Results with reference substance:
The control item sodium benzoate was degraded 90% within 28d.

Summary of results of testing biodegradability according to OECD 302 C

Time (d)

% Degradation

TS 1

TS 2

TS 3

TS, Mean value

Tox-control

Sodium Benzoate

0

0.0

0..0

0.0

0

0.0

0.0

0.8

3.8

4.2

3.3

4

15.6

6.3

2.0

7.5

10.7

9.4

9

20.2

36.2

2.9

22.5

25.8

17.9

22

20.9

47.6

3.9

27.9

36.6

24.6

30

26.2

54.4

4.9

30.9

45.2

29.6

35

33.8

58.1

5.9

33.6

49.0

32.7

38

38.0

61.6

6.9

36.4

51.2

35.5

41

40.4

65.9

7.8

38.4

52.4

37.3

43

41.5

69.0

8.8

40.9

54.3

39.8

45

42.5

73.8

9.9

43.8

56.7

42.8

48

44.0

79.7

10.7

45.5

58.3

44.2

49

44.9

82.7

11.8

47.5

60.6

46.1

51

45.8

85.1

12.9

49.5

62.2

48.1

53

47.2

86.9

13.9

51.0

63.9

49.9

55

48.4

88.0

14.8

52.4

65.2

51.9

56

49.6

89.3

16.0

53.5

67.4

55.0

59

51.3

90.2

17.0

54.1

69.9

57.6

61

52.5

90.6

17.9

55.2

72.7

59.9

63

53.6

90.6

19.0

56.4

75.4

61.4

64

55.1

90.8

20.0

57.4

77.7

62.4

66

56.6

90.6

21.0

58.9

79.8

64.0

68

58.4

90.8

22.0

59.8

80.7

64.6

68

59.3

90.8

23.0

60.6

81.7

65.7

69

60.5

90.8

24.0

61.7

83.5

66.8

71

61.3

90.4

25.0

62.8

85.4

68.2

72

61.9

90.4

26.0

63.4

86.7

69.1

73

62.6

90.4

27.0

64.1

88.1

69.8

74

62.8

90.6

28.0

64.6

89.7

71.0

75

63.4

90.2

Validity criteria fulfilled:
yes
Interpretation of results:
inherently biodegradable
Conclusions:
Regarding the results obtained within this study the test item may be considered "inherently biodegradable".
Executive summary:

"Orangenol WMB" was tested for biodegradability according to 'MITI-[II]-Test' (OECD Guideline 302C using a mixture of two natural inocula). The test was performed under GLP. The degradation process was followed by the oxygen uptake in the test solutions. After 28d a mean degradation value of 75% of the test item was measured. An abiotical degradation of the test item can be excluded as there was no oxygen uptake within the abiotoc control. The calculated "toxic effecf' of the test item towards microorganisms at the concentration tested can be neglected as the oxygen uptake within the test solution with the test item was higher than within that of the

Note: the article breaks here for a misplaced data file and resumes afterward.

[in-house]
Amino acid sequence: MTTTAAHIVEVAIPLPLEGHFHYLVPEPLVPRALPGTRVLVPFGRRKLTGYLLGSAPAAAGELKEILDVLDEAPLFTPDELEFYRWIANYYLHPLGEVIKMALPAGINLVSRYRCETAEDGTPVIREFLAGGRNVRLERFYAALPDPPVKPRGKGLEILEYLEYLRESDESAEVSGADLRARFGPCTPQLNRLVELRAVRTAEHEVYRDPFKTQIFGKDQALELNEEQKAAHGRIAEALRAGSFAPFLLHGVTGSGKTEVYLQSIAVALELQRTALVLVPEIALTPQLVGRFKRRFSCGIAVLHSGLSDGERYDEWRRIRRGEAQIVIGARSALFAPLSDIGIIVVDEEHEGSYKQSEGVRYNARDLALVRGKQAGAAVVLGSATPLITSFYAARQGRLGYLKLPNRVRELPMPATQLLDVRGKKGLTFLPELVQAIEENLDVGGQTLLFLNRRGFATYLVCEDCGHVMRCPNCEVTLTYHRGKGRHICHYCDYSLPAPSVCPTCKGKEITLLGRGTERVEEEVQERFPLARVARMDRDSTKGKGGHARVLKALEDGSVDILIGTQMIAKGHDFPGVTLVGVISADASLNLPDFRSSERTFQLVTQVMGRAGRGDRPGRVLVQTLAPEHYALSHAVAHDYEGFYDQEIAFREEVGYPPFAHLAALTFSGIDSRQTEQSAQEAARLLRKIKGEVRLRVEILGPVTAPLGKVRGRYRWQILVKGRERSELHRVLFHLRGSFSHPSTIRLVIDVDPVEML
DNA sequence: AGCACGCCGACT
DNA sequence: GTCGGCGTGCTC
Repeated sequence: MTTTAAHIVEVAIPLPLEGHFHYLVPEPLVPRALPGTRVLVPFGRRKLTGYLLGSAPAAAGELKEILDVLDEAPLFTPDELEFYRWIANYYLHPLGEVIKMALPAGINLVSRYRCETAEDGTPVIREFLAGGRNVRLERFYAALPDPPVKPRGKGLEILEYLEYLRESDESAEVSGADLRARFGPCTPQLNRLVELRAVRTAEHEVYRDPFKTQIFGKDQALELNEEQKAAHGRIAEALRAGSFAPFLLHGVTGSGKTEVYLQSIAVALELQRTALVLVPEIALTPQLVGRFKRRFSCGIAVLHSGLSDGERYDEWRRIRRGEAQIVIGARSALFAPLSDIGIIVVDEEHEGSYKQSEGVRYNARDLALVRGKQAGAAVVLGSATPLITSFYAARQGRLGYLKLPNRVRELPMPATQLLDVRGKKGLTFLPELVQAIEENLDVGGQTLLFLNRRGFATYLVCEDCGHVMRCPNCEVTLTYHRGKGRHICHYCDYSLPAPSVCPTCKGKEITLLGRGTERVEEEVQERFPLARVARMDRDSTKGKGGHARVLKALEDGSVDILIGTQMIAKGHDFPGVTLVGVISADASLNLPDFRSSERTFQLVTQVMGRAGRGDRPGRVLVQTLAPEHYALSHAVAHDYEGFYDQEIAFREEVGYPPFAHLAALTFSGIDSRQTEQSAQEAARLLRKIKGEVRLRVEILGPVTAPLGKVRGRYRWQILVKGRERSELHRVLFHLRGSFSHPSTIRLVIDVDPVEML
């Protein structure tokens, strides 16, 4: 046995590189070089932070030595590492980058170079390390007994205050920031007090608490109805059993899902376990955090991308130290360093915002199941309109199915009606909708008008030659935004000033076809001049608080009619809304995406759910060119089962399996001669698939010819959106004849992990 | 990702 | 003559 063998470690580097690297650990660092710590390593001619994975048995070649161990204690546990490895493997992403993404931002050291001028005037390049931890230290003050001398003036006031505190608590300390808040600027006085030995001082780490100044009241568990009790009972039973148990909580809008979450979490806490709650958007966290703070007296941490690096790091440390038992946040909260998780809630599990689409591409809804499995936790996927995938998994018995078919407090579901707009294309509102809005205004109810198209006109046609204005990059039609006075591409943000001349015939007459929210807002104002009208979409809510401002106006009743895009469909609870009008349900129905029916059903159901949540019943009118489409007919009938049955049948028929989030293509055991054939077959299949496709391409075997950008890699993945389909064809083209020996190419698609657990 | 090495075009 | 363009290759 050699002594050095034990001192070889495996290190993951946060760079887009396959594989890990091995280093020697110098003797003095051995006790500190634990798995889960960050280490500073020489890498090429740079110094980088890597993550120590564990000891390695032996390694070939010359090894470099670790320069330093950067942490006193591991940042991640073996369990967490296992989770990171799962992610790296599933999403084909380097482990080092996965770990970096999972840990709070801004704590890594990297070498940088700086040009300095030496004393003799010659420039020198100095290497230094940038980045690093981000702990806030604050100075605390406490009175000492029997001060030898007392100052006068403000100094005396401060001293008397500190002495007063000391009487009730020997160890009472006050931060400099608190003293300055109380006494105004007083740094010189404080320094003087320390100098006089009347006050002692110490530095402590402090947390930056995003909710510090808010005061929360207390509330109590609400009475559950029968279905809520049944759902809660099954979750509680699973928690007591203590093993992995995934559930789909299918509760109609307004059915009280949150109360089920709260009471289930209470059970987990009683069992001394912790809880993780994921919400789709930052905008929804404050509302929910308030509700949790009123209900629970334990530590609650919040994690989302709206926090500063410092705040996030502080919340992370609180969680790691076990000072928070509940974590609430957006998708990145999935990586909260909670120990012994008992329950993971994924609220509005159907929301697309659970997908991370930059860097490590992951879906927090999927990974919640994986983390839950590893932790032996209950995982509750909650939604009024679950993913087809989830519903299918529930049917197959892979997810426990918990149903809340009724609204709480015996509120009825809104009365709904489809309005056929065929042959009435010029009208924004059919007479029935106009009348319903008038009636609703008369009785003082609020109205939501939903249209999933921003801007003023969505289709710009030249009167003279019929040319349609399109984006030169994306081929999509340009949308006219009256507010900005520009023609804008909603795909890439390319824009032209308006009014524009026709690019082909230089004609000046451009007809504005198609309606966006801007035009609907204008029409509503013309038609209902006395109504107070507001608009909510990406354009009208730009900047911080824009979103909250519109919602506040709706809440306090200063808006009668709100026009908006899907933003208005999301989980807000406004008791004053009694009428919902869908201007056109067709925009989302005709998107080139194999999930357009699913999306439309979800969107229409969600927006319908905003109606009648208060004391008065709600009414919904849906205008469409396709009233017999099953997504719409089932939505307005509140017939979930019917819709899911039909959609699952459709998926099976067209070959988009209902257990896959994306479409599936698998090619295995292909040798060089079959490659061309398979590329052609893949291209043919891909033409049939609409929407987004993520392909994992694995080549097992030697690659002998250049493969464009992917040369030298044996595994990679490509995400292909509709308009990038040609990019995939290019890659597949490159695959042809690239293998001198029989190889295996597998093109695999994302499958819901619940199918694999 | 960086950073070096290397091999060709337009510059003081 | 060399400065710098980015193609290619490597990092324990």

toxicity control. This special behaviour can be explained by the so-called diauxic effect (in the presence of a second carbon and energy source not always both components are degraded simultaneously as much as within the individual test solutions with the test or control item alone). As there was a degradation >60% of the test item, there is evidence of an inherent biodegradability. Regarding the results obtained within this study the test item may be considered "inherently biodegradable". The control item sodium benzoate was degraded 90% within 28d. The threshold of ~60% was met within 6d of incubation. Therefore, the test is considered valid.

Endpoint:
biodegradation in water: ready biodegradability
Type of information:
other: constituent approach was followed.
Adequacy of study:
key study
Reliability:
2 (reliable with restrictions)
Rationale for reliability incl. deficiencies:
other: see 'Remark'
Remarks:
Orange Oil is a Natural Complex Substance (NCS). WIth 96% of the constituents of Orange oil known, this NCS can be considered as a well defined NCS. If the fraction of readily biodegradable constituents of the NCS exceeds 75%, the NCS itself is readily biodegradable as well.
Justification for type of information:
The conclusion for this NCS is based on the constituent approach as explained in the 'principles of the method' section
Principles of method if other than guideline:
Assessment of the Ready biodegradability of the known constituents; addition of the percentage of readily biodegradable constituents in the mixture gives the fraction of readily biodegradable substances. If this fraction exceeds 75%, the NCS is classified as 'readily biodegradable'.